Space: investing in the final frontier

14 mins. to read
Space: investing in the final frontier

As featured in the October issue of Master Investor.

When Neil Armstrong became the first person to walk on the moon, it was (as we all know) “one small step for a man, but one giant leap for mankind.” However, it was also a giant leap that for a long time wasn’t followed by many other big steps. In retrospect, the 1969 moon landing was more of a PR stunt borne out of the rivalry of two superpowers, throwing oodles of money at government vanity projects.

Commercial applications based on space exploration were few and far between, and space remained the domain of a small number of publicly funded organisations, like NASA in the US. Cynics described the space industry as the modern-day equivalent of a Viking burial for one’s money: you put your money in a rocket, you set it on fire and you send it into space, never to see it again. Wernher von Braun’s generation had managed to push the boundaries and fulfill mankind’s dream of venturing into space, but it came at a tremendous cost and with relatively limited use.

All that started to change in the early 2000s, when the first pioneers of a new generation of space entrepreneurs started to set up their firms. First and foremost among them is Elon Musk, the serial entrepreneur and multi-billionaire. Musk sunk a good part of the funds he received from selling PayPal, the online payments provider, into his “Space X” venture.

Friends considered him mad at the time, but Musk saw a market that was ripe for disruption. Using rocket technology he purchased in Russia, he subsequently managed to build a privately funded organisation for bringing down the costs of rocket launches from $1bn to somewhere nearer $10m – decreasing costs by a factor of 100! Besides cutting costs, he also helped to simply sped up the process. Launching a rocket used to take years of preparations, and can nowadays be done within a matter of months.

All of this is now receiving more and more public attention, not the least driven by competitions such as the “Google Lunar XPrize”, which is asking for a company to successfully land a robot on the moon’s surface, travel at least 500 metres, and then transmit images back to earth. Following a bit of a false start in the 1990s, the public’s fascination with space exploration is growing again.

It’s now obvious that Musk has almost single-handedly started a new wave of enthusiasm for exploring space and developing commercially viable products and services related to space. If rocket launch costs could be cut down to a fraction of what they used to be, which other parts of the space industry could be disrupted and pushed towards making the kind of giant leap that Armstrong did back in the late 1960s?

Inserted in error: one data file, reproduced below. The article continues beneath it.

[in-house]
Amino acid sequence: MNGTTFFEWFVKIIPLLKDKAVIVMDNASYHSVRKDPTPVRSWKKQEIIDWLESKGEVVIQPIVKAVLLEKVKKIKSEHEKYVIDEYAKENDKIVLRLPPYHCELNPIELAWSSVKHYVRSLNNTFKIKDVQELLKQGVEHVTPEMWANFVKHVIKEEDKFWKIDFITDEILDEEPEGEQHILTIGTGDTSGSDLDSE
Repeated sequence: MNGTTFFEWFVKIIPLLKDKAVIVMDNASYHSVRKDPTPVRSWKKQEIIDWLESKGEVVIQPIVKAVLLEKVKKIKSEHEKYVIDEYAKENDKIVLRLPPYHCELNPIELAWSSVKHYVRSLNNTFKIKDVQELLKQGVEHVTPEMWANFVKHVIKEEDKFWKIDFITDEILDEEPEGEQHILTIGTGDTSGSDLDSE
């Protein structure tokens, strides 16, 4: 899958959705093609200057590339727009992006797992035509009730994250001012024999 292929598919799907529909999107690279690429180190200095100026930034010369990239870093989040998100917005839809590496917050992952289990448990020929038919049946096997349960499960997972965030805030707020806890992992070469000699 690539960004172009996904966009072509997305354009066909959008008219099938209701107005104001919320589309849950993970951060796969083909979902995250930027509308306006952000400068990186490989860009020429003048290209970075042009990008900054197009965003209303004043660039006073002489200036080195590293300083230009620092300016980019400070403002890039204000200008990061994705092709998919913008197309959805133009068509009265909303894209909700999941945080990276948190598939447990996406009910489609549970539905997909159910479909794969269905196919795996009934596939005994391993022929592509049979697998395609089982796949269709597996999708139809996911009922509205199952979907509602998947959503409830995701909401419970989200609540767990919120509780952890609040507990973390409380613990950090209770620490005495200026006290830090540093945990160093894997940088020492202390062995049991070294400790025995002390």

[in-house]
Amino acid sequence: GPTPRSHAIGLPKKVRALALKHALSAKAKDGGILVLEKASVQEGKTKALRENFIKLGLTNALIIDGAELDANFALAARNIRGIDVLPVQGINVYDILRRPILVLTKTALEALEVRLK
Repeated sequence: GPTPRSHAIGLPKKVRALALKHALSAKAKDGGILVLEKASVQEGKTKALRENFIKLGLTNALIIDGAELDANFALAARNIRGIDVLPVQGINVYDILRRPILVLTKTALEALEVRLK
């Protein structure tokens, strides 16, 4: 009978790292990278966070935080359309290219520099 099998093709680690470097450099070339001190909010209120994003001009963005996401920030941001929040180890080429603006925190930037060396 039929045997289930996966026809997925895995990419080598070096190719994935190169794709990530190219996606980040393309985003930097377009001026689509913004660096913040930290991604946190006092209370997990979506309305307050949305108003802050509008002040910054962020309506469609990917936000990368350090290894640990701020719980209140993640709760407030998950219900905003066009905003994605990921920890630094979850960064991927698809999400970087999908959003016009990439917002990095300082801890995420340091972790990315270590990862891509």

The space industry has actually by now entered our lives on a daily basis, if only in a way that few people ever think about. Global Positioning Systems (GPS) are built into virtually any mobile device and enable us to use real-time mapping services as a free part of mobile phone services instead of paying hundreds of Pounds for the kind of satellite navigation systems that were popular in the late 1990s and early 2000s. Satellites have shrunk from being the size of a van to the size of a shoebox, and with the decrease in size comes a decrease in cost. Satellite imagery has become so cheap that you can now visit any place on earth using Google, if only with somewhat limited image quality. But all that is going to experience a step change soon.

During the next ten years, an unprecedented number of new satellites will be launched into orbit and create the capacity for entirely new data services. For example, GPS will be used for precision farming, enabling huge farms to run on the back of automated machines and robots, and that way increase harvests and decrease the cost of agricultural products.

There has been explosive growth in the number of companies that are working on the exploration of space. In 2011, there were only 125 companies trying to find ways to make money in space. Fast forward just four years, and there are more than 1,000 new entrants. Among them are ventures funded by backers with deep pockets, such as the satellite imaging firm Skybox, which in 2014 was taken over by Google and which is another example of the kind of growth the industry could experience.

Skybox is working to launch a network of small satellites, which by 2016 will enable it to take pictures of the entire earth twice a day and at a level of detailed resolution that was until recently unthinkable (and also prohibited because of the potential military use). By 2018, the company expects to image map the entire earth at a resolution sufficient to capture, for example, real-time video of cars driving down the highway. Satellite imaging could then be used for everyday tasks such as directing traffic in the parking lots of Disney World. Companies operating such networks and controlling the data are expected to be extremely profitable.

How can investors get in on the growing boom of space commercialisation?

The good news is, there is a growing number of areas where companies are investing with a view to developing businesses related to space. A recent report also mentioned space tourism, robotic servicing of space infrastructure, and even mineral mining in space as potential growth industries. The mining of minerals could be used to produce and maintain infrastructure in space. This in itself is a mind-boggling thought, but one that a number of companies are already working on, with strong backing from venture capital financiers. Among them is Deep Space Industries, a venture that aims to mine mineral rich asteroids near earth to produce feedstock for 3D printing in space. Their technology is still 10-12 years from being commercially viable, but could one day become a game changer for the entire space industry.